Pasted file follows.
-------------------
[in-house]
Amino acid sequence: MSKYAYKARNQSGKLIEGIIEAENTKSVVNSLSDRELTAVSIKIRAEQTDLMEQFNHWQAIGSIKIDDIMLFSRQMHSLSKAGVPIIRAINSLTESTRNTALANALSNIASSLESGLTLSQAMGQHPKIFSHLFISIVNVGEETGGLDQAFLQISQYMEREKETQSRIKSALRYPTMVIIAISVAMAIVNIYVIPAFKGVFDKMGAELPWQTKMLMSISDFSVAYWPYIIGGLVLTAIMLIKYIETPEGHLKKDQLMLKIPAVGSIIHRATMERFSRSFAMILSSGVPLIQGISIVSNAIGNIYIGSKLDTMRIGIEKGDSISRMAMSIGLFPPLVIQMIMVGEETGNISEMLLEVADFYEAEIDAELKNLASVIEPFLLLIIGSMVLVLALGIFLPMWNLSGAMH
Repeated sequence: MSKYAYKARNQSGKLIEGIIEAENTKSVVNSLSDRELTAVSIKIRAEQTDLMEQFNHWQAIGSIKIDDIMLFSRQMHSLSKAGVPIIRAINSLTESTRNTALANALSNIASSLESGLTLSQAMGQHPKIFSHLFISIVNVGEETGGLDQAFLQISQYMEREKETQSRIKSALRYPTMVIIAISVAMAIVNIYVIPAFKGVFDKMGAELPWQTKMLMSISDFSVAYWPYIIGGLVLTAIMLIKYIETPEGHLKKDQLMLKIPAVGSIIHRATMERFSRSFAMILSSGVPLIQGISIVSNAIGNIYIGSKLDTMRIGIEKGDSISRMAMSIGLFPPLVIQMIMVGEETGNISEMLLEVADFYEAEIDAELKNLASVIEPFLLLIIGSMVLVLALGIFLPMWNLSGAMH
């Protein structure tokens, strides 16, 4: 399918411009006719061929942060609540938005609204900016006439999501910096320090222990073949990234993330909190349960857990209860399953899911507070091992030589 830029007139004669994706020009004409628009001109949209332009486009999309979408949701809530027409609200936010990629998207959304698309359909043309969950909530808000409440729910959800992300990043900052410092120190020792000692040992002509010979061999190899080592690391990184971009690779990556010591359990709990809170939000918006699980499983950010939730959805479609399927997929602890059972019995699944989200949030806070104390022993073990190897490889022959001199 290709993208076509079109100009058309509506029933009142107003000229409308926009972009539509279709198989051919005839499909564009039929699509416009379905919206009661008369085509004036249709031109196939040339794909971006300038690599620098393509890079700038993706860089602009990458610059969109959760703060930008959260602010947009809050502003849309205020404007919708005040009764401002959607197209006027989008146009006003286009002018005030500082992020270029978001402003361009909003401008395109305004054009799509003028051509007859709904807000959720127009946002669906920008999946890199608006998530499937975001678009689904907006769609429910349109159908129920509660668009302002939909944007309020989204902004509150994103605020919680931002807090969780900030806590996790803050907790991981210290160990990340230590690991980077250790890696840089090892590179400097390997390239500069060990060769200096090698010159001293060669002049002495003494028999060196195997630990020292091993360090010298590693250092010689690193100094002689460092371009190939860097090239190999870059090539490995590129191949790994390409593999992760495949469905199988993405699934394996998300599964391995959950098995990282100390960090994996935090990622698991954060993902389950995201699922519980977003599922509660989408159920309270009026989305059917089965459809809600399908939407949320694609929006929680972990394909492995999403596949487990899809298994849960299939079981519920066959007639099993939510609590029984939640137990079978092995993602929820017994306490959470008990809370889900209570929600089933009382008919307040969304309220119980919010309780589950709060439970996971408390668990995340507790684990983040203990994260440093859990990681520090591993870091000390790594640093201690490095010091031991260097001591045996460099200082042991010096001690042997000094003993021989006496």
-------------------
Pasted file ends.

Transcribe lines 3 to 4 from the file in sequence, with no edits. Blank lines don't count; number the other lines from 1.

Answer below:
Repeated sequence: MSKYAYKARNQSGKLIEGIIEAENTKSVVNSLSDRELTAVSIKIRAEQTDLMEQFNHWQAIGSIKIDDIMLFSRQMHSLSKAGVPIIRAINSLTESTRNTALANALSNIASSLESGLTLSQAMGQHPKIFSHLFISIVNVGEETGGLDQAFLQISQYMEREKETQSRIKSALRYPTMVIIAISVAMAIVNIYVIPAFKGVFDKMGAELPWQTKMLMSISDFSVAYWPYIIGGLVLTAIMLIKYIETPEGHLKKDQLMLKIPAVGSIIHRATMERFSRSFAMILSSGVPLIQGISIVSNAIGNIYIGSKLDTMRIGIEKGDSISRMAMSIGLFPPLVIQMIMVGEETGNISEMLLEVADFYEAEIDAELKNLASVIEPFLLLIIGSMVLVLALGIFLPMWNLSGAMH
């Protein structure tokens, strides 16, 4: 399918411009006719061929942060609540938005609204900016006439999501910096320090222990073949990234993330909190349960857990209860399953899911507070091992030589 830029007139004669994706020009004409628009001109949209332009486009999309979408949701809530027409609200936010990629998207959304698309359909043309969950909530808000409440729910959800992300990043900052410092120190020792000692040992002509010979061999190899080592690391990184971009690779990556010591359990709990809170939000918006699980499983950010939730959805479609399927997929602890059972019995699944989200949030806070104390022993073990190897490889022959001199 290709993208076509079109100009058309509506029933009142107003000229409308926009972009539509279709198989051919005839499909564009039929699509416009379905919206009661008369085509004036249709031109196939040339794909971006300038690599620098393509890079700038993706860089602009990458610059969109959760703060930008959260602010947009809050502003849309205020404007919708005040009764401002959607197209006027989008146009006003286009002018005030500082992020270029978001402003361009909003401008395109305004054009799509003028051509007859709904807000959720127009946002669906920008999946890199608006998530499937975001678009689904907006769609429910349109159908129920509660668009302002939909944007309020989204902004509150994103605020919680931002807090969780900030806590996790803050907790991981210290160990990340230590690991980077250790890696840089090892590179400097390997390239500069060990060769200096090698010159001293060669002049002495003494028999060196195997630990020292091993360090010298590693250092010689690193100094002689460092371009190939860097090239190999870059090539490995590129191949790994390409593999992760495949469905199988993405699934394996998300599964391995959950098995990282100390960090994996935090990622698991954060993902389950995201699922519980977003599922509660989408159920309270009026989305059917089965459809809600399908939407949320694609929006929680972990394909492995999403596949487990899809298994849960299939079981519920066959007639099993939510609590029984939640137990079978092995993602929820017994306490959470008990809370889900209570929600089933009382008919307040969304309220119980919010309780589950709060439970996971408390668990995340507790684990983040203990994260440093859990990681520090591993870091000390790594640093201690490095010091031991260097001591045996460099200082042991010096001690042997000094003993021989006496």